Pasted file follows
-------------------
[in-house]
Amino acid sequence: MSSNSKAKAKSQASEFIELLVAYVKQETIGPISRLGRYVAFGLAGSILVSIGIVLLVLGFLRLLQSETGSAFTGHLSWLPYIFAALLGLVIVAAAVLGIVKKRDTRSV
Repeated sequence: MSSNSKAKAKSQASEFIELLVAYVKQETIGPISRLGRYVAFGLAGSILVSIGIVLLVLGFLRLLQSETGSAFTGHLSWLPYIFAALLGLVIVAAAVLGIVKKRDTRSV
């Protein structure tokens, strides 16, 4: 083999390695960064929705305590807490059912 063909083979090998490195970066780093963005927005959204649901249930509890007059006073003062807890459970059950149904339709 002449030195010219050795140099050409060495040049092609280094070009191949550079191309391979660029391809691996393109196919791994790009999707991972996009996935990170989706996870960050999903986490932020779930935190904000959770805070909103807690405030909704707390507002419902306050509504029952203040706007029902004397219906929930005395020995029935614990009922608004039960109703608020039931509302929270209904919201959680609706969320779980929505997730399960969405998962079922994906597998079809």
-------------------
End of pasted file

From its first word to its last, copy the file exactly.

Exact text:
[in-house]
Amino acid sequence: MSSNSKAKAKSQASEFIELLVAYVKQETIGPISRLGRYVAFGLAGSILVSIGIVLLVLGFLRLLQSETGSAFTGHLSWLPYIFAALLGLVIVAAAVLGIVKKRDTRSV
Repeated sequence: MSSNSKAKAKSQASEFIELLVAYVKQETIGPISRLGRYVAFGLAGSILVSIGIVLLVLGFLRLLQSETGSAFTGHLSWLPYIFAALLGLVIVAAAVLGIVKKRDTRSV
């Protein structure tokens, strides 16, 4: 083999390695960064929705305590807490059912 063909083979090998490195970066780093963005927005959204649901249930509890007059006073003062807890459970059950149904339709 002449030195010219050795140099050409060495040049092609280094070009191949550079191309391979660029391809691996393109196919791994790009999707991972996009996935990170989706996870960050999903986490932020779930935190904000959770805070909103807690405030909704707390507002419902306050509504029952203040706007029902004397219906929930005395020995029935614990009922608004039960109703608020039931509302929270209904919201959680609706969320779980929505997730399960969405998962079922994906597998079809």